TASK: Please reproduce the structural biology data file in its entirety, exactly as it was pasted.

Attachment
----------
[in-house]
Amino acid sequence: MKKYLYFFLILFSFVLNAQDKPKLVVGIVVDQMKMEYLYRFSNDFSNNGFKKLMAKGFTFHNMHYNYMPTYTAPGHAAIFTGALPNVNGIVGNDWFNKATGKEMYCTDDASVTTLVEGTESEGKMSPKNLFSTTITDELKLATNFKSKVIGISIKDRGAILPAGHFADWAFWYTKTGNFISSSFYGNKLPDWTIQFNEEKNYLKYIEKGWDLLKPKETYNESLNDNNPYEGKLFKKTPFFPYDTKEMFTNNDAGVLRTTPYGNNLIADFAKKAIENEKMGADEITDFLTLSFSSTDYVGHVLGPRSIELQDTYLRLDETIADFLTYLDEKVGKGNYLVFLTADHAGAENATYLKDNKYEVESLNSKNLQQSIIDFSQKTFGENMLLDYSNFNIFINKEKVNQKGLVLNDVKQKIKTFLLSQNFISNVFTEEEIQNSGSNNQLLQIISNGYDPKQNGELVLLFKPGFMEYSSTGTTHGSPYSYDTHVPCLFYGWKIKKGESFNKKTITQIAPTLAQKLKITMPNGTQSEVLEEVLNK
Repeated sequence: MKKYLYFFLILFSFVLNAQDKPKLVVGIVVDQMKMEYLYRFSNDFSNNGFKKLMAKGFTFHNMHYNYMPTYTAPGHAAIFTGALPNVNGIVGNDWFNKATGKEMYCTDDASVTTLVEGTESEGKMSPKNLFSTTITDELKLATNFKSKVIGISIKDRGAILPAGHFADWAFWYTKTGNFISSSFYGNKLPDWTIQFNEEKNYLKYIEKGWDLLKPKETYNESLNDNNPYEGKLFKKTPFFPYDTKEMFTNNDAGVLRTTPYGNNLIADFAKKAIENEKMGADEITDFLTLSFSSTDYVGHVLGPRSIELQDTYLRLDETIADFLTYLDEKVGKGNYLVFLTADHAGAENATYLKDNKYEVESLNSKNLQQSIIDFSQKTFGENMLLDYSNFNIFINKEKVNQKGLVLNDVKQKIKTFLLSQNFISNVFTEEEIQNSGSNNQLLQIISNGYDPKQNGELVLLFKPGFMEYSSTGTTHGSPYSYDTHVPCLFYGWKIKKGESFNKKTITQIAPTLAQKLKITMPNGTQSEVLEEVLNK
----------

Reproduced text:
[in-house]
Amino acid sequence: MKKYLYFFLILFSFVLNAQDKPKLVVGIVVDQMKMEYLYRFSNDFSNNGFKKLMAKGFTFHNMHYNYMPTYTAPGHAAIFTGALPNVNGIVGNDWFNKATGKEMYCTDDASVTTLVEGTESEGKMSPKNLFSTTITDELKLATNFKSKVIGISIKDRGAILPAGHFADWAFWYTKTGNFISSSFYGNKLPDWTIQFNEEKNYLKYIEKGWDLLKPKETYNESLNDNNPYEGKLFKKTPFFPYDTKEMFTNNDAGVLRTTPYGNNLIADFAKKAIENEKMGADEITDFLTLSFSSTDYVGHVLGPRSIELQDTYLRLDETIADFLTYLDEKVGKGNYLVFLTADHAGAENATYLKDNKYEVESLNSKNLQQSIIDFSQKTFGENMLLDYSNFNIFINKEKVNQKGLVLNDVKQKIKTFLLSQNFISNVFTEEEIQNSGSNNQLLQIISNGYDPKQNGELVLLFKPGFMEYSSTGTTHGSPYSYDTHVPCLFYGWKIKKGESFNKKTITQIAPTLAQKLKITMPNGTQSEVLEEVLNK
Repeated sequence: MKKYLYFFLILFSFVLNAQDKPKLVVGIVVDQMKMEYLYRFSNDFSNNGFKKLMAKGFTFHNMHYNYMPTYTAPGHAAIFTGALPNVNGIVGNDWFNKATGKEMYCTDDASVTTLVEGTESEGKMSPKNLFSTTITDELKLATNFKSKVIGISIKDRGAILPAGHFADWAFWYTKTGNFISSSFYGNKLPDWTIQFNEEKNYLKYIEKGWDLLKPKETYNESLNDNNPYEGKLFKKTPFFPYDTKEMFTNNDAGVLRTTPYGNNLIADFAKKAIENEKMGADEITDFLTLSFSSTDYVGHVLGPRSIELQDTYLRLDETIADFLTYLDEKVGKGNYLVFLTADHAGAENATYLKDNKYEVESLNSKNLQQSIIDFSQKTFGENMLLDYSNFNIFINKEKVNQKGLVLNDVKQKIKTFLLSQNFISNVFTEEEIQNSGSNNQLLQIISNGYDPKQNGELVLLFKPGFMEYSSTGTTHGSPYSYDTHVPCLFYGWKIKKGESFNKKTITQIAPTLAQKLKITMPNGTQSEVLEEVLNK